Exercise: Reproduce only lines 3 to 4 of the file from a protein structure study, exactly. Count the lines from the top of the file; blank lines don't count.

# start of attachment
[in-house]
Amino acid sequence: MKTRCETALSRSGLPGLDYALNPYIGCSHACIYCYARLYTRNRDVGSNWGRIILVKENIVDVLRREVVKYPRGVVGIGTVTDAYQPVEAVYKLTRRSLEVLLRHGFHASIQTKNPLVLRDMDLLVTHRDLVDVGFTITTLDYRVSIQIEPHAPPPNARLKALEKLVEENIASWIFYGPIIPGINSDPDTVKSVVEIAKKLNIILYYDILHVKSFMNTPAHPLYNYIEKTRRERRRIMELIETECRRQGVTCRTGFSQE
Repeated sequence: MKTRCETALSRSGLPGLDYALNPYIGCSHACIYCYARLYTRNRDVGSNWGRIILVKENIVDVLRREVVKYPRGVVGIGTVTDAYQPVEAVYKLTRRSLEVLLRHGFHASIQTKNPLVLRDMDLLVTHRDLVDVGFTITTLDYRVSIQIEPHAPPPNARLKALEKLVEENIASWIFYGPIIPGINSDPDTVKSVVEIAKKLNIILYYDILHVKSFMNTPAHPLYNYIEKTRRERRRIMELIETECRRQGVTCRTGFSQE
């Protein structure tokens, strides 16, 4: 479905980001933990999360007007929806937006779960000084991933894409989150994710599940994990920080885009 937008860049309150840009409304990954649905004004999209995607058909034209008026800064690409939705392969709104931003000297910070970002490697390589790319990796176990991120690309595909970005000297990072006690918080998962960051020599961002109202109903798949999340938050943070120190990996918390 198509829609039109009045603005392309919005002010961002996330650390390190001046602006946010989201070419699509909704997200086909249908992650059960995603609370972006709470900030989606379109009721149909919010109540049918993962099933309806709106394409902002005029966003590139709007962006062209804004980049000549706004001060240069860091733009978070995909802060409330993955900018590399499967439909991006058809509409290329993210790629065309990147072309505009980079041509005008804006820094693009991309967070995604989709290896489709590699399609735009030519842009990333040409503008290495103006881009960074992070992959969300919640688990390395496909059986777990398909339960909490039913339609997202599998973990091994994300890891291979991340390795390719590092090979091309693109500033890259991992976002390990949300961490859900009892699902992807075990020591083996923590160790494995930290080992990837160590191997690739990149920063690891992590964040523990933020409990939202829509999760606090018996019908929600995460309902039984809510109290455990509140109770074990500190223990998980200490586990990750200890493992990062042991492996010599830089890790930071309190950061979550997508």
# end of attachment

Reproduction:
Repeated sequence: MKTRCETALSRSGLPGLDYALNPYIGCSHACIYCYARLYTRNRDVGSNWGRIILVKENIVDVLRREVVKYPRGVVGIGTVTDAYQPVEAVYKLTRRSLEVLLRHGFHASIQTKNPLVLRDMDLLVTHRDLVDVGFTITTLDYRVSIQIEPHAPPPNARLKALEKLVEENIASWIFYGPIIPGINSDPDTVKSVVEIAKKLNIILYYDILHVKSFMNTPAHPLYNYIEKTRRERRRIMELIETECRRQGVTCRTGFSQE
């Protein structure tokens, strides 16, 4: 479905980001933990999360007007929806937006779960000084991933894409989150994710599940994990920080885009 937008860049309150840009409304990954649905004004999209995607058909034209008026800064690409939705392969709104931003000297910070970002490697390589790319990796176990991120690309595909970005000297990072006690918080998962960051020599961002109202109903798949999340938050943070120190990996918390 198509829609039109009045603005392309919005002010961002996330650390390190001046602006946010989201070419699509909704997200086909249908992650059960995603609370972006709470900030989606379109009721149909919010109540049918993962099933309806709106394409902002005029966003590139709007962006062209804004980049000549706004001060240069860091733009978070995909802060409330993955900018590399499967439909991006058809509409290329993210790629065309990147072309505009980079041509005008804006820094693009991309967070995604989709290896489709590699399609735009030519842009990333040409503008290495103006881009960074992070992959969300919640688990390395496909059986777990398909339960909490039913339609997202599998973990091994994300890891291979991340390795390719590092090979091309693109500033890259991992976002390990949300961490859900009892699902992807075990020591083996923590160790494995930290080992990837160590191997690739990149920063690891992590964040523990933020409990939202829509999760606090018996019908929600995460309902039984809510109290455990509140109770074990500190223990998980200490586990990750200890493992990062042991492996010599830089890790930071309190950061979550997508």